Seminar no. 1213
10 May 2023 Time 12.30 – 13.30 hrs.
Speaker: Pongpaiboon Tularug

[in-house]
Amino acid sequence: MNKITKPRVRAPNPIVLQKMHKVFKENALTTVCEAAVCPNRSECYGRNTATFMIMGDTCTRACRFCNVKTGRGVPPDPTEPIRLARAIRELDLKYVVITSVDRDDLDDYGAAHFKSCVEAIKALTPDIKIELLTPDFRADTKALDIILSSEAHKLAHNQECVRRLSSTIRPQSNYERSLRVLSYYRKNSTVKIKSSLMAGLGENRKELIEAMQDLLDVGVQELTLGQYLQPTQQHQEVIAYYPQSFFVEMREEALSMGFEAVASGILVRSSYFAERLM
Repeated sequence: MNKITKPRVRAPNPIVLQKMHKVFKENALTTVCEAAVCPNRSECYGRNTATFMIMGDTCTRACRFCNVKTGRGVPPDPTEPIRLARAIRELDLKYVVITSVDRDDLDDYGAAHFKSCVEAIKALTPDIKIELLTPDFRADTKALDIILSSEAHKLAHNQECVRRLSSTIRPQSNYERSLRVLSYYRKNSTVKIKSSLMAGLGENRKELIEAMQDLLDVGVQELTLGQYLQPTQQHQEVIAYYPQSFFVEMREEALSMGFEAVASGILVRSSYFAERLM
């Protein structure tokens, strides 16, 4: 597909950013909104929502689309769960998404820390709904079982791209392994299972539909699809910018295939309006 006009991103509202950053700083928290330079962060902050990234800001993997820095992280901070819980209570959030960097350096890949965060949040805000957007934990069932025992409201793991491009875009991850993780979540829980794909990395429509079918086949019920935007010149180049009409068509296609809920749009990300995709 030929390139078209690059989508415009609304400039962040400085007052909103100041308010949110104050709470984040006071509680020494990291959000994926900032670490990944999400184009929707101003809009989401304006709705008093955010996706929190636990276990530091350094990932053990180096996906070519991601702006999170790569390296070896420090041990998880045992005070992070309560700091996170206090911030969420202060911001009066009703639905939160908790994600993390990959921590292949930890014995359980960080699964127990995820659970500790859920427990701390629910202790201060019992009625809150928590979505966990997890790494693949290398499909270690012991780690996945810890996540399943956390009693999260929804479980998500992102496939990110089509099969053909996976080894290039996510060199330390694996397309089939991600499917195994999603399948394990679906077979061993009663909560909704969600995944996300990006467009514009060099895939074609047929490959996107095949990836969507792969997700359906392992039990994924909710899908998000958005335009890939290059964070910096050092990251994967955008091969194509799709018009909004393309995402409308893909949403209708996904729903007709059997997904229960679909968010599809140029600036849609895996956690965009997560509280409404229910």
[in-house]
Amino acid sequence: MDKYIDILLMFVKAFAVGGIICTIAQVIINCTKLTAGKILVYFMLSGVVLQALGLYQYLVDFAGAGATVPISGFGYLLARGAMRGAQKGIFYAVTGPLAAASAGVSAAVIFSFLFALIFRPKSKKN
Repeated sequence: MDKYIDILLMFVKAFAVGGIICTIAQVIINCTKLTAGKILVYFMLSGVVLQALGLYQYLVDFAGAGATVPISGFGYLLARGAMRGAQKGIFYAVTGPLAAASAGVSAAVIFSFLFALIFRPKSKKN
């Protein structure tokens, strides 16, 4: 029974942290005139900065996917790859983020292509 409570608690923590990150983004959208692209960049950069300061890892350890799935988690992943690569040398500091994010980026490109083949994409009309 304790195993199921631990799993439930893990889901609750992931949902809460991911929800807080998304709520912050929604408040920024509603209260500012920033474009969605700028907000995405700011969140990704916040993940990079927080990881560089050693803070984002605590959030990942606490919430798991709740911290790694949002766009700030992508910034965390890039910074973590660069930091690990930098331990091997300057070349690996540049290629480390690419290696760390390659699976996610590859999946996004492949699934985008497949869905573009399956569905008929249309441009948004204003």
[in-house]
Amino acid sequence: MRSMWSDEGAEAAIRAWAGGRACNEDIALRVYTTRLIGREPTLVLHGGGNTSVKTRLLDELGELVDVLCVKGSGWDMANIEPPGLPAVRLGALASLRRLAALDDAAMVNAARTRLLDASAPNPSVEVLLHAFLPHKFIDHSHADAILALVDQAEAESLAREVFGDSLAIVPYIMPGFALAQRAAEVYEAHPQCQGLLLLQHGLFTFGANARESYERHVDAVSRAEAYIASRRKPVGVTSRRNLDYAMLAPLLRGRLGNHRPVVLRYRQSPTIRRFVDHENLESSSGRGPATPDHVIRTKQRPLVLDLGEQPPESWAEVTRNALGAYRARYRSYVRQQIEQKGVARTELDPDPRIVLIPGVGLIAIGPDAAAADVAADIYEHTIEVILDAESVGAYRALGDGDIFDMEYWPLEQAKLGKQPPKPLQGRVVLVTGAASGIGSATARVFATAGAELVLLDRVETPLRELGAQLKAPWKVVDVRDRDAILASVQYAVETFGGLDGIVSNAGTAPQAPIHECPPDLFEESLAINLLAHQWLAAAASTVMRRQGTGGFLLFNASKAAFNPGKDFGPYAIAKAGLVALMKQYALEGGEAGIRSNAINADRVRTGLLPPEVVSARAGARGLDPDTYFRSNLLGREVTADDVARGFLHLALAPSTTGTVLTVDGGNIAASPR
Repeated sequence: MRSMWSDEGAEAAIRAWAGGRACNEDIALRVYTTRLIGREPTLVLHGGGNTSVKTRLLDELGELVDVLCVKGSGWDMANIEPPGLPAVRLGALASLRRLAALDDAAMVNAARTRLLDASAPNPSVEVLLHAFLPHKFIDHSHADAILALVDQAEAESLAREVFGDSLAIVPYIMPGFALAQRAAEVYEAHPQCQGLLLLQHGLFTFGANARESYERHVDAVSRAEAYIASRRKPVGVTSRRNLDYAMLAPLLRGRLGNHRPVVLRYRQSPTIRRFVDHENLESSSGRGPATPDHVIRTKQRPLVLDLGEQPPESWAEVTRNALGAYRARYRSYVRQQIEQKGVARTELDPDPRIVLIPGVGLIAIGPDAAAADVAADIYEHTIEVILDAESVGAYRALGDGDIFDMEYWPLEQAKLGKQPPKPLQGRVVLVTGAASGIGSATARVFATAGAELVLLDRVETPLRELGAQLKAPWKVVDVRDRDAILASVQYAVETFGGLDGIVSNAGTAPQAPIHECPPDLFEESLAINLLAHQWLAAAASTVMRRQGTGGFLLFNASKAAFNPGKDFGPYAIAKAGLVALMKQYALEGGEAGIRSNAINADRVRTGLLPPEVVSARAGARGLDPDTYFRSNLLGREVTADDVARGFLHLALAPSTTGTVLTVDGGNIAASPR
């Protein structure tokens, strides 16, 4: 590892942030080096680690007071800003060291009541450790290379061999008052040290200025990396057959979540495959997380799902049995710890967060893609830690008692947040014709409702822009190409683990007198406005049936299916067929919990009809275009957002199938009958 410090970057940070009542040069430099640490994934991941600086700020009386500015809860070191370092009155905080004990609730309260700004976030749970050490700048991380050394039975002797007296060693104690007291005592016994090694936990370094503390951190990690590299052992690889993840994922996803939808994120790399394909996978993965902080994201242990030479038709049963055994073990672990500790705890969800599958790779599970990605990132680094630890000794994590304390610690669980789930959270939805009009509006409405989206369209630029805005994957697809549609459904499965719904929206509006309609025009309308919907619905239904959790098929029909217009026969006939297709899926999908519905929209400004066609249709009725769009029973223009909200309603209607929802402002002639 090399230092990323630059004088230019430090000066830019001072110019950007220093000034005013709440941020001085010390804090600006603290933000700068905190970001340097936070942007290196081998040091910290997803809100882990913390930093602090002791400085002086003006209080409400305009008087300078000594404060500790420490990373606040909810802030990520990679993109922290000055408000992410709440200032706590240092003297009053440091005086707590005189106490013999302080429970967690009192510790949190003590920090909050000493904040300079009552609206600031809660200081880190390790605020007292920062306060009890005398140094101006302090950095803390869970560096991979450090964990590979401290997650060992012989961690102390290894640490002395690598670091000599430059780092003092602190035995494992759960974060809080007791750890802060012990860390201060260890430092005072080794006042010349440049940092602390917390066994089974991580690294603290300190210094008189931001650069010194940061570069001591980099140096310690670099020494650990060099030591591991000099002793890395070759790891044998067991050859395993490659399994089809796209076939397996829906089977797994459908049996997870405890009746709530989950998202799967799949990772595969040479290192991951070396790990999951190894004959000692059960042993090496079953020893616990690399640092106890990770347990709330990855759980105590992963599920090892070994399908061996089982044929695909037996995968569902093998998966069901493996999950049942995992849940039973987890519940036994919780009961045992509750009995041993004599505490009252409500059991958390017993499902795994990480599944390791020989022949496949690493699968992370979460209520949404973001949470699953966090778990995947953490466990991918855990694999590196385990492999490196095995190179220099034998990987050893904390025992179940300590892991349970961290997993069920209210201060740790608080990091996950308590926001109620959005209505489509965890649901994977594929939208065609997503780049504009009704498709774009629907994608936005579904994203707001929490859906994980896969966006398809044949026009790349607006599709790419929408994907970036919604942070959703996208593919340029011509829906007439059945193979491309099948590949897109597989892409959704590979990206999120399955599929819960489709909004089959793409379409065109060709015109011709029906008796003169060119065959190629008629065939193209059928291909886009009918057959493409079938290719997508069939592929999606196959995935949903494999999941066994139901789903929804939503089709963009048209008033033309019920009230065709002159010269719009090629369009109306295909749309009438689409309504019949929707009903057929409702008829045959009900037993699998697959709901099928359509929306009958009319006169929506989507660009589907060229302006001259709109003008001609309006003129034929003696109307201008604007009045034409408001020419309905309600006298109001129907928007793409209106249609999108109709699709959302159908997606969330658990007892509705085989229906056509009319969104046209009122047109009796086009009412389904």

Climate shocks, economic fluctuations, and a large number of individual-specific shocks leave households vulnerable to sever hardship. Shocks disrupt the flows of household income, consumption, and welfare losses in developing countries due to limited in access to formal credit and insurance institutions to smooth their income. Migration is one of livelihood strategy to improve their income sources and also helping the effects of social, economic, and institution in places of origin. According to the New Economic of Labour Migration (NELM) and Co-Insurance theory, migration increases the ability of household income and improve the income stable through remittances. In rural areas, more than 70 countries rely on remittances as an engine of socio-economic growth and transformation. Therefore, migrant remittances are not only support wellbeing back home but also support their subsistence in times of shocks and climatic stress and thus, enhancing resilience. However, there are several existing research focuses on the impact of remittances on rural household resilience in term of welfare outcome, but in Thailand, little is paid attention on the time duration of household to recover to the initial stage. It is important for policy intervention to enhance the capacities of rural household and migrant to cope with, and recovery better from shocks.
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